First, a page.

Spotlights 2023


March 2023 Spotlight
Dr. Shefali Banerjee

I started as a postdoctoral fellow in Mariano Garcia-Blanco’s lab in 2021 where I am focusing on unravelling the mechanisms of DEAD-box RNA helicase 39B (DDX39B) function in RNA alternative splicing. I completed my PhD from National University of Singapore where we were looking at microRNAs as therapeutic targets for mitigating vasculopathy during dengue. I started my first postdoc stint at University of California, Davis, where we explored the adaptive mechanisms employed by poxviruses- a DNA virus - to overcome host-species barriers and adapt to new hosts. We discovered that adaptive mutations in the viral RNA polymerase may have important roles in changing the transcriptional environment in response to host restriction during cross-species adaptation. I have had a significant background in virology but in all my past projects there has been an important component of RNA biology which has always piqued my interest. So, in Mariano’s lab I decided to switch gears and explore RNA biology with a specific focus on alternative splicing. DEAD-box RNA helicases are integral to RNA metabolism and consequently have important immune functions. Our group has previously shown that DEAD-box RNA helicase 39B has a strong genetic association with MS risk where DDX39B depletion increases IL7R exon 6 skipping which encodes for proinflammatory soluble IL7R. I am focused on understanding what cis-acting and trans-acting factors dictate DDX39B-mediated RNA alternative splicing outcomes. The goal is to identify key factors involved in DDX39B function which can be tweaked and design therapeutic interventions targeting RNA splicing in diseases.

 In my free time I like to listen to and practice my Indian classical music. I also like running and I am currently back on fitness journey to get back on track and run marathons.


Braun-Schein, Catherine01

February 2023 Spotlight
Dr. Catherine H. Schein

Dr. Schein received her BA from the University of Pennsylvania, majoring in Biochemistry with several minors, her MSc from MIT in biochemical engineering, and a PhD in Industrial Microbiology/Biotechnology from the Swiss Federal Institute of Technology, Zürich Switzerland (ETHZ).  She continued from postdoctoral fellow at the University of Zürich into interferon/ cytokine research and development at Biogen, where she ran large scale production of IFN-α2 for preclinical trials and wrote project proposals for the scientific board. After becoming an Oberassistentin at the ETHZ, she worked in T7-RNA polymerase crystallography and studying the interaction of IFNs with ribonucleases (in work funded by the Zürcher Krebsliga). She joined the faculty of the University of Texas Medical Branch (UTMB) in 2006 and is currently an Adjunct professor in the Department of Biochemistry and Molecular Biology, as well as a Faculty in the Institute for Human Infections and Immunity at the UTMB.

Dr. Schein’s research has focused on clarifying the structural and sequence relationships between epitopes of allergenic proteins (especially through the Structural Database of Allergenic Proteins, SDAP) and designing physicochemical property consensus (PCPcon) antigens for flaviviruses (Dengue), enteroviruses (Polio and Coxsackie A/B), and alphaviruses (Venezuelan and eastern Equine Encephalitis, Chikungunya). Her work has shown that PCPcon proteins fold like the wild type proteins they are based on, retain function and can be designed to stimulate serotype specific or broad-spectrum protective antibodies.  She has also published on protein solubility for structure determination and therapy and docking and repurposing of molecular libraries in drug design.  Her work, published in over 100 peer reviewed papers and book chapters (H-factor= 42; I10=89), has been funded by grants from NIAID, USDA, EPA, US-FDA, UTMB-Mitchell Center, UK-US Bioscience Initiative, Sealy Center for Vaccine Development and other internal and external sources.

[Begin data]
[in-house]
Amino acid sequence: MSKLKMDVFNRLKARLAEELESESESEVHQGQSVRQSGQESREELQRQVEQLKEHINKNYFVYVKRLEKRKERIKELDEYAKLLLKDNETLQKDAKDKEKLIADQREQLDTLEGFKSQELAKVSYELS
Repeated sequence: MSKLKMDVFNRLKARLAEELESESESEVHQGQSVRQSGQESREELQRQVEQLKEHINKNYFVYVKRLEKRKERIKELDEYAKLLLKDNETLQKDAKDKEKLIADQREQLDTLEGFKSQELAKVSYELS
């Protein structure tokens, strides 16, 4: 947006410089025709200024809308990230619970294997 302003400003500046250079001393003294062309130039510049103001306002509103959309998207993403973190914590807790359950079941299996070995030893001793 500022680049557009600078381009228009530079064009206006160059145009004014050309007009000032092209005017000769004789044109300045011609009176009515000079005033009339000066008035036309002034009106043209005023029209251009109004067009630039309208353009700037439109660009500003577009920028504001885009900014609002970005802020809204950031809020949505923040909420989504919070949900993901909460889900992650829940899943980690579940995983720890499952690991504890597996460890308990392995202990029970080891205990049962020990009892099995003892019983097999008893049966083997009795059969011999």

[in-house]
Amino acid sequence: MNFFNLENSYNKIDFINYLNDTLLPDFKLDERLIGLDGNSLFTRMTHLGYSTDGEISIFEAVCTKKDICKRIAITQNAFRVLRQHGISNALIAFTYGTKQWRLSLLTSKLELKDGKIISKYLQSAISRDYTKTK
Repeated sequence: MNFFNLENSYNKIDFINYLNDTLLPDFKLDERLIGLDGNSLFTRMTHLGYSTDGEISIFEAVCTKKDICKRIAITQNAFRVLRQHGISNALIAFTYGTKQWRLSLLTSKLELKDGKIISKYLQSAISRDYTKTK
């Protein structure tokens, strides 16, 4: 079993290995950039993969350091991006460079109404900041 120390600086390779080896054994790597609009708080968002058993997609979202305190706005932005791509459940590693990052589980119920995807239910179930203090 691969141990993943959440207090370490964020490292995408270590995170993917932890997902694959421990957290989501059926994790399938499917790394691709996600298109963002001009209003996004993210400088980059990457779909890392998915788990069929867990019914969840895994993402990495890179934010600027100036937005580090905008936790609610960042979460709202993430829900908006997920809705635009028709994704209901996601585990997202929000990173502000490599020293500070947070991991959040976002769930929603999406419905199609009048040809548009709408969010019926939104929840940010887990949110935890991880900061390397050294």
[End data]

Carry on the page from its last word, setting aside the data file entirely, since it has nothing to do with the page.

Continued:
January 2023 Spotlight
Dr. John Papaconstantinou

Dr. John Papaconstantinou received his PhD in biochemistry at Johns Hopkins University and continued his training as a postdoctoral fellow at the Carnegie Institution of Washington in Baltimore, Maryland. Following teaching appointments at Johns Hopkins University, the University of Connecticut, the University of Tennessee, and the University of Georgia, he was recruited to the University of Texas Medical Branch (UTMB) in 1979. Dr. Papaconstantinou is currently a tenured professor in the Department of Biochemistry and Molecular Biology and is the Bertha and Robert Bucksch Distinguished Research Professor of Aging.

Dr. Papaconstantinou’s research program has focused on the role of inflammation and oxidative stress in promoting aging and, more recently, on the specific role of p38αMAPK signaling in the regulation and progression of aging. Throughout his tenure at UTMB, Dr. Papaconstantinou has demonstrated a strong commitment to the teaching of graduate and medical students, postdoctoral fellows, and mentoring of junior faculty. Dr. Papaconstantinou, known affectionately by his students as “Dr. Papa,” has served as a lecturer and small group facilitator in at least twenty different courses at UTMB. He has served as the primary mentor for over 50 graduate students, postdoctoral fellows, visiting professors, and junior faculty. His excellence in teaching has been recognized by numerous awards, including the Mary and J. Palmer Saunders Professorship for Excellence in Teaching, the Department of Human Biological Chemistry and Genetics Educator Award, and election to the UT Academy of Health Science Education. He is the recipient of multiple patents; he has been published in more than 175 peer-reviewed journals. His research ranks in the top five percent in the U.S. for National Institutes of Health funding.